# Homework Help: Determine the interior, the boundary and the closure of the set

1. Feb 11, 2014

### alexcc17

1. The problem statement, all variables and given/known data
Determine the interior, the boundary and the closure of the set {z ε: Re(z2>1}
Is the interior of the set path-connected?

2. Relevant equations
Re(z)=(z+z*)/2

3. The attempt at a solution
Alright so z2=(x+iy)(x+iy)=x2+2ixy-y2

so Re(x2+2ixy-y2)= x2-y2 >1

So would the image be a hyperbola that starts when each axis is >1 leaving a hole in the center?

Boundary: {z ε: Re(z2=1}
Interior: none
Closure: {z ε: Re(z2>1}

Since there is no interior the question of interior path connectedness is mout.

I'm not sure if this is right though

2. Feb 11, 2014

### Dick

$x^2-y^2=1$ is a hyperbola. But that's not what you have. You've got $x^2-y^2>1$. Can you figure out what that set is?

3. Feb 11, 2014

### alexcc17

The set is given {z ε: Re(z^2)>1} so x^2 -y^2=52 or anything larger than 1 which is still a hyperbola.

4. Feb 11, 2014

### Dick

You are thinking about it too hard. The boundary of your set is $x^2-y^2=1$, sketch a graph of that hyperbola and then figure out where all of the points that satisfy $x^2-y^2>1$ lie relative to that hyperbola. Then answer the interior question again.

Last edited: Feb 11, 2014
5. Feb 11, 2014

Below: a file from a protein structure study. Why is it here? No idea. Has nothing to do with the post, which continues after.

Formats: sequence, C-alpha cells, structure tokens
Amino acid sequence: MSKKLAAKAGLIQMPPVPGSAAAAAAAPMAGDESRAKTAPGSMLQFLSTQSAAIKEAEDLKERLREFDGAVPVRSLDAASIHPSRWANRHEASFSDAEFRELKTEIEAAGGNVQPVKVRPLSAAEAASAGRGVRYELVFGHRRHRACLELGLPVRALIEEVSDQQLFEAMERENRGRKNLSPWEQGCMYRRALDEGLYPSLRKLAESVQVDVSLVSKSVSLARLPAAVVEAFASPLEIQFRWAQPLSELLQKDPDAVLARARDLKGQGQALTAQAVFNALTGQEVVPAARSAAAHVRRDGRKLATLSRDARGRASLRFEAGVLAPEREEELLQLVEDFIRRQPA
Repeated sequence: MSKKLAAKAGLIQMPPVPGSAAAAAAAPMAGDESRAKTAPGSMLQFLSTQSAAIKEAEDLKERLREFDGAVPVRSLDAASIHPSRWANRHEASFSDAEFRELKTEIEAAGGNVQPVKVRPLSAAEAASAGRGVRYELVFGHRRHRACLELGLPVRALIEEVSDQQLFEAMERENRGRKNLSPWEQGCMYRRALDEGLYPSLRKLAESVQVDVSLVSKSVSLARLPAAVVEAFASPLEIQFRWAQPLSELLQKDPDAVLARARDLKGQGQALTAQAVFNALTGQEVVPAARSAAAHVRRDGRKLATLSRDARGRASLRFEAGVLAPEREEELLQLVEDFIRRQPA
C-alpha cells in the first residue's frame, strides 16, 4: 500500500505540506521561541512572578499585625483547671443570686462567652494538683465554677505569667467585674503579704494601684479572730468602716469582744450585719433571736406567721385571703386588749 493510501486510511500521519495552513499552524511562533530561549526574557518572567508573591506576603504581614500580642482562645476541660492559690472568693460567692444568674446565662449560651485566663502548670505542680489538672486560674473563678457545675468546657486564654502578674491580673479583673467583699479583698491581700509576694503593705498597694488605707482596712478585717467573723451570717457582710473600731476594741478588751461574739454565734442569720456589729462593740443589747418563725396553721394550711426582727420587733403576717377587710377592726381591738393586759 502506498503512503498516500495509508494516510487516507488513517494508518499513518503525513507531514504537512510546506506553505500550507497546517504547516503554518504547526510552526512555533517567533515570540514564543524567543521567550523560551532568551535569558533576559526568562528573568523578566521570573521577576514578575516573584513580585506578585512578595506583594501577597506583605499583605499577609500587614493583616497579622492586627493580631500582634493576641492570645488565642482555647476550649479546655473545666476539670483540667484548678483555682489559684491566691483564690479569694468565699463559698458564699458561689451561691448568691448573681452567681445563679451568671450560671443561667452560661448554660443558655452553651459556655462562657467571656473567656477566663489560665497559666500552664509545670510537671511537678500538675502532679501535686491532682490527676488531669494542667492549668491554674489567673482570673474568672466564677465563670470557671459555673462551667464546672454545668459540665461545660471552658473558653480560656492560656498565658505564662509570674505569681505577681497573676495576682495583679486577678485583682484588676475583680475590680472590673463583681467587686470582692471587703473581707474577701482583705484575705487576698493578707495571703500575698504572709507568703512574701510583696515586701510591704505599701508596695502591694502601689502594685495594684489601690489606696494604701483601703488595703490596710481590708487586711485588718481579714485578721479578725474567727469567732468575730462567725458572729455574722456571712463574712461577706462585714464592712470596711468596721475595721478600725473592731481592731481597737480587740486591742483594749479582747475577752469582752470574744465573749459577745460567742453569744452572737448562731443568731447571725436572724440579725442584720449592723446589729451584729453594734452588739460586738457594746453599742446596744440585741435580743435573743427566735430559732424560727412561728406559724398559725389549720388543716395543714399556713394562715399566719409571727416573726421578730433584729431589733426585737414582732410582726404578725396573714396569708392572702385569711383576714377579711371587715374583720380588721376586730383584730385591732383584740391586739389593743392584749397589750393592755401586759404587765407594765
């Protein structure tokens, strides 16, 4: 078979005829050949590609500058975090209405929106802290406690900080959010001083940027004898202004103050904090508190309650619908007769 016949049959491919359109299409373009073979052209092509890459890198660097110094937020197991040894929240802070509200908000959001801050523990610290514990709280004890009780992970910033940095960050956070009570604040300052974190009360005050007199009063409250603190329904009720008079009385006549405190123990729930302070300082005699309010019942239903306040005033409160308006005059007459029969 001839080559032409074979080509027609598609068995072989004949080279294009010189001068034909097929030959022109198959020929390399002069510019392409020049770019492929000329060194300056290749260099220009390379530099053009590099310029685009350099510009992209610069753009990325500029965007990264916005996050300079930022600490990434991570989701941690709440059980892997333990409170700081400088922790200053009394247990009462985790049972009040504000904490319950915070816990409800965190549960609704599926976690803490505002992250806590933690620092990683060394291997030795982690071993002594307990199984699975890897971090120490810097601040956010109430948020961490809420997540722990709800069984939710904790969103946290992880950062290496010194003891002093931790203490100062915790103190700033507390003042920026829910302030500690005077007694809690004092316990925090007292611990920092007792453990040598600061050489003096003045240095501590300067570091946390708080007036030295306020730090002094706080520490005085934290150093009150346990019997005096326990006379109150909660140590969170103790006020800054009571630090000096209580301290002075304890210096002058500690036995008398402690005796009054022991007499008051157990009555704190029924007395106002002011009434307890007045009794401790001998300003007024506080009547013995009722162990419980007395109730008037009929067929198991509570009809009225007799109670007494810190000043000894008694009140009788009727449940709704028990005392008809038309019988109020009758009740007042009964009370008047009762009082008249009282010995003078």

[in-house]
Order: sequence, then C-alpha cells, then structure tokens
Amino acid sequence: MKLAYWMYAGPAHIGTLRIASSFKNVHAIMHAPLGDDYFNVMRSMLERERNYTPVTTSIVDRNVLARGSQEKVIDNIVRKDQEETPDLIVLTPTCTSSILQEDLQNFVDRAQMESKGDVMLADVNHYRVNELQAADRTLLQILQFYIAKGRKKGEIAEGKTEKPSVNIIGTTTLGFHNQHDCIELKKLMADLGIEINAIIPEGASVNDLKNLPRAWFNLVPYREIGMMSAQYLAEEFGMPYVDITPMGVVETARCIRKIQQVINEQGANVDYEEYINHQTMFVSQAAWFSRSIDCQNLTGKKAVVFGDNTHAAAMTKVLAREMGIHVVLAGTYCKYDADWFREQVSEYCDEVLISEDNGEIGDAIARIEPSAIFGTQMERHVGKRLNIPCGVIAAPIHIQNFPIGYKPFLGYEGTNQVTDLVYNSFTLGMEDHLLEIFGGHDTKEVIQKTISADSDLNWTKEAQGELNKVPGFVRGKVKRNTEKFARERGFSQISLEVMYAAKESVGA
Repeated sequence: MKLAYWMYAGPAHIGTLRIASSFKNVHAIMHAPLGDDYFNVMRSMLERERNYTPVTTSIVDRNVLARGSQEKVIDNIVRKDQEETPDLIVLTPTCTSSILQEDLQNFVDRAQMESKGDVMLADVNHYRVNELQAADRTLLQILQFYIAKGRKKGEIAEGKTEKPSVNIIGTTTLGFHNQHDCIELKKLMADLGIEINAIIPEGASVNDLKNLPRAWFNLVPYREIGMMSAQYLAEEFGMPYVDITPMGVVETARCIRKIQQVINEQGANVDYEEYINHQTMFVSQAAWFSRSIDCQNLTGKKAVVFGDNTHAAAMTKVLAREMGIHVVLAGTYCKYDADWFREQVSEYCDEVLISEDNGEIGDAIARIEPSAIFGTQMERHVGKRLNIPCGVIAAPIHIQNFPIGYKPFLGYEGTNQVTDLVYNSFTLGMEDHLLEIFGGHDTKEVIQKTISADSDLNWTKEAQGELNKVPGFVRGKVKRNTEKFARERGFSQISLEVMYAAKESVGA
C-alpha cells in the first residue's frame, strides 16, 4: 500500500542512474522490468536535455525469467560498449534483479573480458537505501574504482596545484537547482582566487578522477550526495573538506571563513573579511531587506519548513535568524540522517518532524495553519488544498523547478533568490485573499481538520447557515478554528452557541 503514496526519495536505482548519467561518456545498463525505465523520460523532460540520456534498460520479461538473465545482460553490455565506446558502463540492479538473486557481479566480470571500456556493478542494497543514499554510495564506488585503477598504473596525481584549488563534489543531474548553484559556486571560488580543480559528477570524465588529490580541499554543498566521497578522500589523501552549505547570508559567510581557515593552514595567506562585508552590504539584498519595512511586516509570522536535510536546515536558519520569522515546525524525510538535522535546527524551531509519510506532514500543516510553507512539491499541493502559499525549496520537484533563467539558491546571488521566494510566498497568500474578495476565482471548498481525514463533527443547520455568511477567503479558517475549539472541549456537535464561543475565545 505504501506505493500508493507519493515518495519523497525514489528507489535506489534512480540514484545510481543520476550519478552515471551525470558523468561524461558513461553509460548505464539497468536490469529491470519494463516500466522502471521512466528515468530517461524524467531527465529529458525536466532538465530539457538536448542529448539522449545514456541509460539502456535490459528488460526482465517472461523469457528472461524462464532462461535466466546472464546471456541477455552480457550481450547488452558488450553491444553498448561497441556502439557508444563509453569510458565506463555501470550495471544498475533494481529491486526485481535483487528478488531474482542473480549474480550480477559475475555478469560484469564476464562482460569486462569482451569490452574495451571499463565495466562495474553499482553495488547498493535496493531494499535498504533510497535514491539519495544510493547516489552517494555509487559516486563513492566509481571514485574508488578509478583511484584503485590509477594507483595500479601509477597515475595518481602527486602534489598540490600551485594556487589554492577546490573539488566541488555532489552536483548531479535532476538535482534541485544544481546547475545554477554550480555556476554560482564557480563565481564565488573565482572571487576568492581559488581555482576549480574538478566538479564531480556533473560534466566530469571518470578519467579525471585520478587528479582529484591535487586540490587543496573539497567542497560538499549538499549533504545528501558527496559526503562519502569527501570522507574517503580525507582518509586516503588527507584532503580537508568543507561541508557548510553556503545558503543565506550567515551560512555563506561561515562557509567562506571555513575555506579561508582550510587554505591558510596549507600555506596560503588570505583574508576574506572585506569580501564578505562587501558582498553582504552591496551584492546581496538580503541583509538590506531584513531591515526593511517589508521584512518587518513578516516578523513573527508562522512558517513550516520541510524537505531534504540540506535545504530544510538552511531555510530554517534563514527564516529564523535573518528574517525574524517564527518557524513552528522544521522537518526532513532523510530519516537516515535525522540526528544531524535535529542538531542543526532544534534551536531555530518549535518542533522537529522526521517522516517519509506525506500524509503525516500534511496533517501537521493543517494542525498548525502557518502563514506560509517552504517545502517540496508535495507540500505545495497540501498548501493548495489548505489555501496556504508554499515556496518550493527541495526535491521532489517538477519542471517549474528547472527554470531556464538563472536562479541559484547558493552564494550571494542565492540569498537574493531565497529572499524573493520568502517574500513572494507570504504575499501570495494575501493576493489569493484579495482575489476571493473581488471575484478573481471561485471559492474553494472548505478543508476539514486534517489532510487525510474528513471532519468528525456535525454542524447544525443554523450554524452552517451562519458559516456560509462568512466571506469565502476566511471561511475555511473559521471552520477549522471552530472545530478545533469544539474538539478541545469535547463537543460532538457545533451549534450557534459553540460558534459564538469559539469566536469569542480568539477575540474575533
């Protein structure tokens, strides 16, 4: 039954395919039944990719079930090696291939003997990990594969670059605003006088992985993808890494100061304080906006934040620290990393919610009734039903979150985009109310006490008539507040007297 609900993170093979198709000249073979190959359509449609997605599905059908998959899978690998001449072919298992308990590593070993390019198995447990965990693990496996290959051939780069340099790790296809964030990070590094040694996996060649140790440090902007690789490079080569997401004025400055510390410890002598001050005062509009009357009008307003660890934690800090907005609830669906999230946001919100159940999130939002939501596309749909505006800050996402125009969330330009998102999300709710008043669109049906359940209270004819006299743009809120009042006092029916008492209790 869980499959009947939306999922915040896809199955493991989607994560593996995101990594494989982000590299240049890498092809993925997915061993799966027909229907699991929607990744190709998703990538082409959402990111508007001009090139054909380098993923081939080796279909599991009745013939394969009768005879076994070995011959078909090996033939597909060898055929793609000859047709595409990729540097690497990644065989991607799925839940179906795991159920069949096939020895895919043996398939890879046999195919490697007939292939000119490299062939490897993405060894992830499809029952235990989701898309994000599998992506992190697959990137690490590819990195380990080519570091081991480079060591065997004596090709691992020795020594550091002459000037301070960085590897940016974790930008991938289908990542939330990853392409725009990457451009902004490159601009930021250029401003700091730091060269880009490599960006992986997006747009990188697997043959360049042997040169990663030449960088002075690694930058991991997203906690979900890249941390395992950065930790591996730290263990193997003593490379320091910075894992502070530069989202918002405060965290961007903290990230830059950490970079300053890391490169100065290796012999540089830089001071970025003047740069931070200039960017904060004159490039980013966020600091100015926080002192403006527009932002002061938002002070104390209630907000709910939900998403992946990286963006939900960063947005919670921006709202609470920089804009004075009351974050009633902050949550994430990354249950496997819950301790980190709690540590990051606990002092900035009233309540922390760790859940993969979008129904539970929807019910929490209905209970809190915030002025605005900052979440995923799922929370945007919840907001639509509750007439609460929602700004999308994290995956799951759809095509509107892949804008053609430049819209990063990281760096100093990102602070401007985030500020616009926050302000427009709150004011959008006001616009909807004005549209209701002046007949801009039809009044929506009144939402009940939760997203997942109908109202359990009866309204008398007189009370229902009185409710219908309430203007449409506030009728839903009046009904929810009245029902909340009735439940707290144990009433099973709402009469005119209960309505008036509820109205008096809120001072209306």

### alexcc17

So you mean every point on that hyperbola excluding where each axis is 1,-1?

6. Feb 11, 2014

### Dick

No, the set of points that satisfy $x^2-y^2>1$ includes lots of points that aren't on the hyperbola $x^2-y^2=1$. Rethink your answer about the interior.

7. Feb 11, 2014

### alexcc17

Like this?

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8. Feb 11, 2014

### Dick

Good job. Like that. What's the interior?

9. Feb 11, 2014

### alexcc17

Would the interior be: {z ε: Re(z^2)>1} so the set itself, since the boundary is what it approaches and isn't actually part of the set.

10. Feb 11, 2014

### Dick

Good enough, so now what's the boundary and what's the closure?

11. Feb 11, 2014

### alexcc17

The boundary is {z ε: Re(z^2)=1} and there is no closure since it's an open set?

12. Feb 11, 2014

### Dick

You'd better look up the definition of closure again.